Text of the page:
176 cyclists or pedestrians were killed in crashes between June 2011 and June 2012, up from 158 the previous year, according to the Mayor’s Management Report. The disturbing uptick marks a departure from previous years in which traffic fatalities have trended downward—a trend the DOT has attributed to its forward-thinking initiatives such as pedestrian plazas and bike lanes. This new stat is a troubling one for obvious reasons, including the ammunition it gives to critics of "complete street" initiatives.

DOT Commissioner Janette Sadik-Khan's dramatic changes to the city's streetscape have been criticized by car-centric tabloid columnists and political opponents of Mayor Bloomberg. But DOT has been able to hit back with statistics showing that the changes have made everyone safer. Anything suggesting otherwise makes it more likely the next administration will consider reversing the DOT's work, erasing more bike lanes and pedestrian plazas.

Already, Councilman James Vacca, the chairman of the City Council’s transportation committee, is telling the Times, "Certainly if we get this result next year, I think we have to look at many of the reconfigurations to see if they’ve been positive. We’ve been led to believe that things in the last several years were getting much better."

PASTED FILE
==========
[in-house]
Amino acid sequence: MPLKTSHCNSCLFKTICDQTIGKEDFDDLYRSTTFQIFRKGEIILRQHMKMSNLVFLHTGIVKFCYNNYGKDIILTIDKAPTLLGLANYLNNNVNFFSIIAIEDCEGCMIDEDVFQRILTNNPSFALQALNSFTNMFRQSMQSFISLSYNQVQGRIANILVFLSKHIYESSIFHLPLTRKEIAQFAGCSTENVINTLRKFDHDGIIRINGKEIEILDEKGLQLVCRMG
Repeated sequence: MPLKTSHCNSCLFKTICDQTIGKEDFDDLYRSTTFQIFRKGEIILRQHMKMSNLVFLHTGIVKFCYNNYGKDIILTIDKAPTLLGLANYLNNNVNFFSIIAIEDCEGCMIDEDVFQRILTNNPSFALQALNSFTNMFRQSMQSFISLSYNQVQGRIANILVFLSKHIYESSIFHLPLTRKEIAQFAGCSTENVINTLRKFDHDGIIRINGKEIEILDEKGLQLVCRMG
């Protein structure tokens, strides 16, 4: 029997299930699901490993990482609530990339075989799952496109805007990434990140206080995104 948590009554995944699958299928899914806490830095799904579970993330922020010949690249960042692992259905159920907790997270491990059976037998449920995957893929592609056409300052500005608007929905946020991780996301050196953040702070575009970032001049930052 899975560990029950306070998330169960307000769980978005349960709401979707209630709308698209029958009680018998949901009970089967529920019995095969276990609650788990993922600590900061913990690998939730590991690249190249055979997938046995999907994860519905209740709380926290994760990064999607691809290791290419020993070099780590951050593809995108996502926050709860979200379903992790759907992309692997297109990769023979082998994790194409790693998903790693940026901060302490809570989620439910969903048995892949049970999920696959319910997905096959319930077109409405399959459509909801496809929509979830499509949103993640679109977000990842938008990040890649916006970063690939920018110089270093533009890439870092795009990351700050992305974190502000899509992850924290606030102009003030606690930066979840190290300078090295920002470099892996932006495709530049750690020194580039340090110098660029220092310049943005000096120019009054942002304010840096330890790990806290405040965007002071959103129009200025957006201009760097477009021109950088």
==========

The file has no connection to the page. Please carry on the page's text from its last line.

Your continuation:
The Times reports that the DOT typically compiles figures for the calendar year, so Sadik-Khan says she wants “to reconcile what’s going on.” However, she did admit that "it does look like there’s a rise" in traffic fatalities. According to the Times, the report also finds that "speeding, driving while intoxicated, and running red lights or stop signs accounted for a combined 54 percent of motorist or passenger fatalities."

The DOT has recently introduced public awareness campaigns to remind pedestrians to pay attention when stepping into the street, and cab passengers to check for cyclists before opening their doors. To be sure, such initiatives are important, but what's glaringly obvious is that the NYPD isn't doing enough to enforce traffic laws or investigate "accidents" after they happen. According to the Mayor's report, the number of moving violation summonses fell by nearly 15 percent from July 2011 through June 2012.

At a press conference last week, we asked Sadik-Khan if her department was working with the NYPD to improve enforcement and Accident Investigation Squad, and she told us, "We are working very closely with NYPD, and Commissioner Kelly in particular, on the accident investigations that take place in the city of New York and we are working on some campaigns on that regard as well." But she declined to get into specifics.

The NYPD has no comment on the matter, but Paul Steely White, Executive Director at Transportation Alternatives, tells the Times that the police "are not doing their job. Anyone who walks or bikes across a New York City street knows that motorists are getting away with reckless driving, day in, day out."